Barbacoa is a Mexican meat dish that traditionally consists of steamed meat (beef, lamb, or goat) which is cooked in an underground brick lined oven. This produces a tender, flavorful cut of meat that is then shredded and served with sauce. While barbacoa recipes have been modernized and even “Americanized,” the spirit remains the same. This version of barbacoa will leave you with a robust, fall-apart meat dish that is sure to be a family favorite.
Traditionally, barbacoa is steamed in a brick lined oven that is dug into the ground. The cut of meat, often cheeks, is wrapped in leaves and then set on a grate inside a pot. A little bit of water is placed into the bottom of the pot. Herbs and spices are added on top of the leaves as aromatics, and then the whole thing is covered with a lid. The underground oven is generally fueled by a wood fire and left to smolder all night long.
Modern barbacoa recipes allow for both slow cookers and conventional ovens. While much of the ceremony is lost (no wood fire, no brick oven, no banana or agave leaves), the fundamental elements of the dish remain the same.
When developing a recipe of my own, I always study traditional recipes as well as the more unusual outliers. I then try to create something that suits the tastes and dietary needs of my family. Nearly every modernized recipe I viewed called for a can of “chipotle chilis in adobo sauce.” This is an easy, accessible ingredient found at just about every grocery store. However, each can that I picked up contained high-fructose corn syrup, which is a dietary line I just won’t cross. This sent me down a rabbit hole looking for a more traditional adobo sauce that I could create at home.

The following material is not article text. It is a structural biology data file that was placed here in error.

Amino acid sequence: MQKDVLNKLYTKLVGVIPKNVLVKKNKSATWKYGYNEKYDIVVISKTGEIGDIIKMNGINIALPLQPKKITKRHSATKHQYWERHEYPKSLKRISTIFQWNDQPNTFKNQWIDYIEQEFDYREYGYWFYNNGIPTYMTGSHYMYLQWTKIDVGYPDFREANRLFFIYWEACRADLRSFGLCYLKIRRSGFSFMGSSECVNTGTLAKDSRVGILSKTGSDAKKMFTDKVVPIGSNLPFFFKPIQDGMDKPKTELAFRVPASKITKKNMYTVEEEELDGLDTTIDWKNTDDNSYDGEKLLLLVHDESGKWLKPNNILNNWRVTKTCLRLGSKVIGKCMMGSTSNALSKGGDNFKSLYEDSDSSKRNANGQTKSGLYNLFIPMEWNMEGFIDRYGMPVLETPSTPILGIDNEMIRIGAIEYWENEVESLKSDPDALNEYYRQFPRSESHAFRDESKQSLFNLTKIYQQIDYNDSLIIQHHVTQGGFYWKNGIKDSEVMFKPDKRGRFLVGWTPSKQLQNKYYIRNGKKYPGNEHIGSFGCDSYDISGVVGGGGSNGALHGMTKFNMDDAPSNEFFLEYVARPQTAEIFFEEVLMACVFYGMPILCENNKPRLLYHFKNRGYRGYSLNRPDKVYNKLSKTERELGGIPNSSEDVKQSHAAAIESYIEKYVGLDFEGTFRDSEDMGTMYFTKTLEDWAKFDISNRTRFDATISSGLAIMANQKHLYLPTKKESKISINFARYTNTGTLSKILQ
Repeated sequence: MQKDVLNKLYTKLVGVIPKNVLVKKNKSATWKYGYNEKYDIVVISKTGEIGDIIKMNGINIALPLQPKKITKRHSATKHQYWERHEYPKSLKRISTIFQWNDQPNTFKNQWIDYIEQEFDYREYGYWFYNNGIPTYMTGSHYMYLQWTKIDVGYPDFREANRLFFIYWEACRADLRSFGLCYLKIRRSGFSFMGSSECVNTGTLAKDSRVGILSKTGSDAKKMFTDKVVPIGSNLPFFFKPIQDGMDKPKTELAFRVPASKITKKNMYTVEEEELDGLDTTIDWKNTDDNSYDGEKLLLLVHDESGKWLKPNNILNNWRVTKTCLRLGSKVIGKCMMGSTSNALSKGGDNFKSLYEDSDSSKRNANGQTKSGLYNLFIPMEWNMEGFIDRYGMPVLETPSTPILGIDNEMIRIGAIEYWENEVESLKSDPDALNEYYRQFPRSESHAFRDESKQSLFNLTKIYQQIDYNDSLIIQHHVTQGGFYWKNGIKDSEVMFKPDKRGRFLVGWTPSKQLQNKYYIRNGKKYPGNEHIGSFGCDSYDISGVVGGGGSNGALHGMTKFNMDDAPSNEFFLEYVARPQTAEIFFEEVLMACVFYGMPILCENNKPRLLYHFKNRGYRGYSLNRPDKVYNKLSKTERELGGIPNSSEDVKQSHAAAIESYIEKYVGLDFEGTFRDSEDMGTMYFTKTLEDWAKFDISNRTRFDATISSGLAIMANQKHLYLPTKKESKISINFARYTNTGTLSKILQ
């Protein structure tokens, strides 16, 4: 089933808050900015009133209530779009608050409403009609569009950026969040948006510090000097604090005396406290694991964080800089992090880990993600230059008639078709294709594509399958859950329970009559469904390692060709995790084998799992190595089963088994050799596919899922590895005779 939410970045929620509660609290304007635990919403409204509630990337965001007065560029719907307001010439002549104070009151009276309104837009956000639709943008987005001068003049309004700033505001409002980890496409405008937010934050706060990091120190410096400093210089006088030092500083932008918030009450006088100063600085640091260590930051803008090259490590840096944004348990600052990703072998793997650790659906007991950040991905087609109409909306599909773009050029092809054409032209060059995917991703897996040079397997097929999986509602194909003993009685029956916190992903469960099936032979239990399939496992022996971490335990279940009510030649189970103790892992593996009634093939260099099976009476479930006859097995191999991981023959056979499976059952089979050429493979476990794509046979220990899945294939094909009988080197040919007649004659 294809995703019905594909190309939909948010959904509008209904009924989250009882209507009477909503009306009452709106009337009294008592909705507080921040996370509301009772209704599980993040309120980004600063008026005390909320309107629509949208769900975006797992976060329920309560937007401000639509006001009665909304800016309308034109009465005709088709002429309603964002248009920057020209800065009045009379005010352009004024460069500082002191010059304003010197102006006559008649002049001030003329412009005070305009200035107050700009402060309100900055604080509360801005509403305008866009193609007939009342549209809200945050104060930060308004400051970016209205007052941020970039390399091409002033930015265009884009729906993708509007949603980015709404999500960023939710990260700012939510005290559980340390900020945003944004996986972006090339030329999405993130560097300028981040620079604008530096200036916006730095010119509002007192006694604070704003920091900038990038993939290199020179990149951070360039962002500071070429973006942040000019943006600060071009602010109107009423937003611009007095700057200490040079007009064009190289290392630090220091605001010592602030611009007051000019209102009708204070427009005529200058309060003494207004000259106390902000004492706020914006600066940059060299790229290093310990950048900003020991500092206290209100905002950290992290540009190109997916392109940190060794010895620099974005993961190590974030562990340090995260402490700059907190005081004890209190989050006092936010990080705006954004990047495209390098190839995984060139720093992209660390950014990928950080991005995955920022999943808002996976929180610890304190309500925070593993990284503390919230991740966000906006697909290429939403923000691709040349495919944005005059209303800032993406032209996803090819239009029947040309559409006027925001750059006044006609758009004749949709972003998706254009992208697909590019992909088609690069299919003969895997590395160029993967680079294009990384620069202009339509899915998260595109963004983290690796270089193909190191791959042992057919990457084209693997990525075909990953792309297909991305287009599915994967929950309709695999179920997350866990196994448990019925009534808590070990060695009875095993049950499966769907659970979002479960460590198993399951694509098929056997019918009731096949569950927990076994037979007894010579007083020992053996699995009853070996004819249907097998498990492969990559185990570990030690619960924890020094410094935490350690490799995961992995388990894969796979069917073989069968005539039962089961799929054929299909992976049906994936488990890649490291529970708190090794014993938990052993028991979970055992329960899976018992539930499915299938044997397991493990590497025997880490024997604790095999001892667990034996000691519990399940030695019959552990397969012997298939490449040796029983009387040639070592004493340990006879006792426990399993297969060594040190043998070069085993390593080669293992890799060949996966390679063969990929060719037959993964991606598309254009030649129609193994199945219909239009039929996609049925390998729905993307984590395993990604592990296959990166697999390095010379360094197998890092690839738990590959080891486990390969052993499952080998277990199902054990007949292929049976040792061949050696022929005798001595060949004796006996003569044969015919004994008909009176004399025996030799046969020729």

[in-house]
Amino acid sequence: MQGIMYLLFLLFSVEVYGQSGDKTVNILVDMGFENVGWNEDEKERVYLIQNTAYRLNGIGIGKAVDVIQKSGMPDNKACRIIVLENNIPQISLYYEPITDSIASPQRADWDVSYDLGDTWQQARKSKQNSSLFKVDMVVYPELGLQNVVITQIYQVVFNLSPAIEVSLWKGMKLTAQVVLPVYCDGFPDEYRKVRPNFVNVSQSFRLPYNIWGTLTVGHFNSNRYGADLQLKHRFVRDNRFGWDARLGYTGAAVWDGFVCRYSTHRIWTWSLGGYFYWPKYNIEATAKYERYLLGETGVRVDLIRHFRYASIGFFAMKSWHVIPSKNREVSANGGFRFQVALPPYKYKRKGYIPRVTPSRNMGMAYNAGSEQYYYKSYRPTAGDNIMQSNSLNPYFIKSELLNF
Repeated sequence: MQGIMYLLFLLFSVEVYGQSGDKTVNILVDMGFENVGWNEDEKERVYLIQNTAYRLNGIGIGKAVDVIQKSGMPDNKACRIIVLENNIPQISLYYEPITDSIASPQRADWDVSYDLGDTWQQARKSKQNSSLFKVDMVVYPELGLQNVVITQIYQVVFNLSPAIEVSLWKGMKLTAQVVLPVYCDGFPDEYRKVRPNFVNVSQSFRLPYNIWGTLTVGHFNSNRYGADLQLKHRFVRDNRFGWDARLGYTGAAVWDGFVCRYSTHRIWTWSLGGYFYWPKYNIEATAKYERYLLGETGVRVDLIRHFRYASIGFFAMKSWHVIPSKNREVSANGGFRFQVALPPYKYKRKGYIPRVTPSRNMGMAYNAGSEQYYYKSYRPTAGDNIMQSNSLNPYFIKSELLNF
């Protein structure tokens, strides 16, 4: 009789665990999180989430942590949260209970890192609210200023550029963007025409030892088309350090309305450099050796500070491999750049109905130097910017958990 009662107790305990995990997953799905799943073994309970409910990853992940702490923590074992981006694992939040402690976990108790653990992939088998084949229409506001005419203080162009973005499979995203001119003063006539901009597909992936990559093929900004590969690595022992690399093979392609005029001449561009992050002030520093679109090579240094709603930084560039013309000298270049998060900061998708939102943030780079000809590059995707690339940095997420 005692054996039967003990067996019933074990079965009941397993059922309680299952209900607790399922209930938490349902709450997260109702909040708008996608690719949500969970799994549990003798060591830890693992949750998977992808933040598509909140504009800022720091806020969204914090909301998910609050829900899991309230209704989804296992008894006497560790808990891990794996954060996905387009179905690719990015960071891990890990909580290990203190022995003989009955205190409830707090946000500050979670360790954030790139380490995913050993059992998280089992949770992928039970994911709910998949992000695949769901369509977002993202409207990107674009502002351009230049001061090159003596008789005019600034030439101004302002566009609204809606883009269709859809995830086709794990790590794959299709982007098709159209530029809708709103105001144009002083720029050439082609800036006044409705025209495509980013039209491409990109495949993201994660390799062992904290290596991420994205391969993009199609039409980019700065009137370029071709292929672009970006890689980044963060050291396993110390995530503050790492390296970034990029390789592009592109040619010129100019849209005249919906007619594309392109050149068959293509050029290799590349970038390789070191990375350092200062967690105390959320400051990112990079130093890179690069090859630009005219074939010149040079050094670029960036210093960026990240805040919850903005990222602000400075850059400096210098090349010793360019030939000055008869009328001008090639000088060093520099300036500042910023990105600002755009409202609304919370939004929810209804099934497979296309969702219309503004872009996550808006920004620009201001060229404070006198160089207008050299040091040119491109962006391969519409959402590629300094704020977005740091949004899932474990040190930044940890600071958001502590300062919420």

The adobo sauce recipe that I’ve added does make for an extra step to an otherwise dump-and-go meal. However, I prefer to use whole foods in my kitchen. Also, I found it interesting that while the canned product contains high fructose corn syrup, many of the more traditional adobo recipes don’t have any sweeteners at all. The adobo sauce recipe below can be prepared ahead of time and frozen in batches. One batch of sauce is enough for three batches of barbacoa. And if you really need something on the quick, you can always fall back on the canned adobo product.
If you choose to make the adobo sauce instead of buying it, cut the dried Guajillo peppers open with kitchen scissors and remove all seeds and strings.
While the Guajillo peppers are simmering in hot water, roast the garlic and onion, then add all remaining ingredients to a blender.
One cup of adobo sauce is needed to make the barbacoa recipe. This adobo recipe provides enough sauce to freeze two extra portions for future use.
While beef cheeks are traditionally used for barbacoa, modern recipes call for beef roasts such as a chuck or round roast. Even a brisket would do well here. When it comes to a tender, fall apart final product, the fattier the cut, the better.
Chipotle peppers are red jalapenoes that have been smoked or dried. For this barbacoa recipe, I sliced and diced them into small pieces before adding them to the sauce.